i am sure there are a lot of opinions on this, but i would recommend using these settings:
sRGB and US Web Coated SWOP v2
because those are arguably the safest colorspaces...
COLOR MANAGEMENT POLICIES
3 Preserve Embedded Profiles
3 checked boxes
because they will Preserve embedded ICC profiles, AND warn you of profile problems...
do you syncronise profiles across all apps so each can display the same? I think for Europe the profile FOGRA39 covers more printers is that correct?
thanks for replying..
>> I think for Europe the profile FOGRA39 covers more printers is that correct?
yes, if that is the most common in your area
do you syncronise profiles across all apps so each can display the same?
more importantly, IMHO, is setting up the color-managed apps to Preserve embedded profiles and Warn you of missing or mismatched profiles
with those settings, Adobe color-managed apps will use the embedded profile automatcially or they will give you a warning dialog and ask you what to do
in Photoshop, my Working RGB is ProPhotoRGB, in my other apps it is usually sRGB
The info Gator Soup ( cute ) gave you is application color settings that are incorporated into the file upon Save. Printer profiles are completely separate and not the same. Try to think of them as separate. I like to think of color management as preparing the file for interpretation by either the print driver or the RIP. So, commonly, it's a matter of customization because no two files are the same and no two jobs are entirely the same. You have to take the paper being printed into consideration, as well as the actual print device. I very seldom have projects for web offset printing, so I use a different setting based on the dominant workflow characteristics inherent in my work. I suspect Gator is doing the same thing with his RGB setting of sRGB. One of the items not mentioned yet is Rendering Intent or Use Black Point Compensation. If you guessed I do not synch my apps, you'd be correct. Although a good idea at a glance ( and I do recommend synch'g for those who choose to ), I prefer to separate my Ps files with my Ai files, mainly because I consider them not the same. Here's what I use:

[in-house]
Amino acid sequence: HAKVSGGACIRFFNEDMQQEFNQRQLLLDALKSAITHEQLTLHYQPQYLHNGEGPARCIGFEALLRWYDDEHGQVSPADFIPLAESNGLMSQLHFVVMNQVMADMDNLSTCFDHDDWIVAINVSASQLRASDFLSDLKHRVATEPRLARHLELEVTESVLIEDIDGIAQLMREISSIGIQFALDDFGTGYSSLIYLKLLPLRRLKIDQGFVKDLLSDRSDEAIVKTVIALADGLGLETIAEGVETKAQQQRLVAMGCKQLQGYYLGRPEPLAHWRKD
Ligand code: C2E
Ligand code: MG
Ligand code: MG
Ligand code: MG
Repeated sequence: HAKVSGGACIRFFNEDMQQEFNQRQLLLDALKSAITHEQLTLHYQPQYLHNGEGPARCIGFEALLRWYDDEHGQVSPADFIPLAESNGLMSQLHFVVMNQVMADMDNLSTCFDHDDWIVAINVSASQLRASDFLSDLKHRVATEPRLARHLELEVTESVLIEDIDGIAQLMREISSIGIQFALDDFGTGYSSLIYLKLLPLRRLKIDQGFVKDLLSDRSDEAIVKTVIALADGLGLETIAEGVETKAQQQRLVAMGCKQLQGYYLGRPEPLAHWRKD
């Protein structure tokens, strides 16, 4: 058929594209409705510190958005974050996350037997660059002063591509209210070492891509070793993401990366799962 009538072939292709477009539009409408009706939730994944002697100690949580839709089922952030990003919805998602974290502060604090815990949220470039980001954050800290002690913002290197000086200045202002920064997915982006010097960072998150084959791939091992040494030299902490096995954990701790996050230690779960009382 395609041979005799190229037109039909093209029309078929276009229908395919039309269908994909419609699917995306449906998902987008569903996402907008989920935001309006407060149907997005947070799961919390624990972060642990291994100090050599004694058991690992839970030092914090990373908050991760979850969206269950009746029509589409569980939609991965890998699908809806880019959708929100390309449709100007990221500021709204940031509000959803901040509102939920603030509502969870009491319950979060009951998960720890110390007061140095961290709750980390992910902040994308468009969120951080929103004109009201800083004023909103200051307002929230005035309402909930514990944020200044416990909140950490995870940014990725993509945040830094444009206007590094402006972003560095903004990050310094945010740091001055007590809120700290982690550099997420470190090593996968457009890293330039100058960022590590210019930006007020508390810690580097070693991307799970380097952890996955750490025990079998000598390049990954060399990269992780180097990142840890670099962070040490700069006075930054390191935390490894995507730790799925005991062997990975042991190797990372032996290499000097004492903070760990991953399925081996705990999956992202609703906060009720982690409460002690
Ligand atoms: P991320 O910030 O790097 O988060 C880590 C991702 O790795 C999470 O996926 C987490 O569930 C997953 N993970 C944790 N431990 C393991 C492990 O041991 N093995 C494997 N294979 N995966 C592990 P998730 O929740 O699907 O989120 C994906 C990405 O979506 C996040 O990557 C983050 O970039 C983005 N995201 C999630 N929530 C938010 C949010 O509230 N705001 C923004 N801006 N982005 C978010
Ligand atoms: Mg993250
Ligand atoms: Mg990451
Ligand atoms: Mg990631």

You'll notice my Rendering Intent is et for "Relative Colorimetric" in Ai ( above );
And in Ps Rendering Intent is set for "Perceptual" ( above ). Shown is "Ask When Opening" deselected, I will change those to "selected". Other settings are virtually identitical to Illustrator's. My InDesign settings are the same as Illustrator's.
Each workstation may be slightly different as you've seen from the different places you've worked. I prefer it that way, because each workflow may be slightly different. Some workstations may be limited to only internet based operations or new media where the gamut is not the same as a print environment. So, you have to determine how you want your files interpreted and set your application settings accordingly. Is there a wrong or right answer? It all depends on your workflow. Are you "Open-Loop" or "Closed-Loop"? Sounds like you are open-loop which means you cannot rely on an automated approach to color settings. Like Gator, I like warnings like this file may be profiled to a different setting, what do you want to do? You are given an opportunity to re-assign a profile to your file based on where it is going.